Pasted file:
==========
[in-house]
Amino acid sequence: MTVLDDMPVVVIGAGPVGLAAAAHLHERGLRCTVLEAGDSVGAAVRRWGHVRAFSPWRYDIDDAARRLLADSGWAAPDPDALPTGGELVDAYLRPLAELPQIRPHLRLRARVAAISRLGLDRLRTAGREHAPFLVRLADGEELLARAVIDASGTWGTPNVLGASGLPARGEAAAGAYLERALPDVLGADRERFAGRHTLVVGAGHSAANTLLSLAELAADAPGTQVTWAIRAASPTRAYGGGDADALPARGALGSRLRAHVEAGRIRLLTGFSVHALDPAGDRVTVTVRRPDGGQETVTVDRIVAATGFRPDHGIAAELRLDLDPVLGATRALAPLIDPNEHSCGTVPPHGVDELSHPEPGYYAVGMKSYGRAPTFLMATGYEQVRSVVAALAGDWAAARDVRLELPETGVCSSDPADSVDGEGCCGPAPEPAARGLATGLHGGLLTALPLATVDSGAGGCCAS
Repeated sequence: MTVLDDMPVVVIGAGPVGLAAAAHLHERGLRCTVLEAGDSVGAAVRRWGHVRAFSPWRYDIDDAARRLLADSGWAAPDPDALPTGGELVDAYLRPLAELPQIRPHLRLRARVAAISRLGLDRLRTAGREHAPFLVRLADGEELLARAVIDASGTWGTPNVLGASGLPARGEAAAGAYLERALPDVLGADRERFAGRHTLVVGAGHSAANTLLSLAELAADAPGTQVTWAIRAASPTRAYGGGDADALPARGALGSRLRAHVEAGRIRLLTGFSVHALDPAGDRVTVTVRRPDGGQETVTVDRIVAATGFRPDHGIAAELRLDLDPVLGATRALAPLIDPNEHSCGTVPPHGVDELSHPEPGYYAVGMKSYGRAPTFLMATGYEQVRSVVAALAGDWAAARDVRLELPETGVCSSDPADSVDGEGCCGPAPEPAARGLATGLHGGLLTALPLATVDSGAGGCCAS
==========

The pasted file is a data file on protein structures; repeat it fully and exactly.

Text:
[in-house]
Amino acid sequence: MTVLDDMPVVVIGAGPVGLAAAAHLHERGLRCTVLEAGDSVGAAVRRWGHVRAFSPWRYDIDDAARRLLADSGWAAPDPDALPTGGELVDAYLRPLAELPQIRPHLRLRARVAAISRLGLDRLRTAGREHAPFLVRLADGEELLARAVIDASGTWGTPNVLGASGLPARGEAAAGAYLERALPDVLGADRERFAGRHTLVVGAGHSAANTLLSLAELAADAPGTQVTWAIRAASPTRAYGGGDADALPARGALGSRLRAHVEAGRIRLLTGFSVHALDPAGDRVTVTVRRPDGGQETVTVDRIVAATGFRPDHGIAAELRLDLDPVLGATRALAPLIDPNEHSCGTVPPHGVDELSHPEPGYYAVGMKSYGRAPTFLMATGYEQVRSVVAALAGDWAAARDVRLELPETGVCSSDPADSVDGEGCCGPAPEPAARGLATGLHGGLLTALPLATVDSGAGGCCAS
Repeated sequence: MTVLDDMPVVVIGAGPVGLAAAAHLHERGLRCTVLEAGDSVGAAVRRWGHVRAFSPWRYDIDDAARRLLADSGWAAPDPDALPTGGELVDAYLRPLAELPQIRPHLRLRARVAAISRLGLDRLRTAGREHAPFLVRLADGEELLARAVIDASGTWGTPNVLGASGLPARGEAAAGAYLERALPDVLGADRERFAGRHTLVVGAGHSAANTLLSLAELAADAPGTQVTWAIRAASPTRAYGGGDADALPARGALGSRLRAHVEAGRIRLLTGFSVHALDPAGDRVTVTVRRPDGGQETVTVDRIVAATGFRPDHGIAAELRLDLDPVLGATRALAPLIDPNEHSCGTVPPHGVDELSHPEPGYYAVGMKSYGRAPTFLMATGYEQVRSVVAALAGDWAAARDVRLELPETGVCSSDPADSVDGEGCCGPAPEPAARGLATGLHGGLLTALPLATVDSGAGGCCAS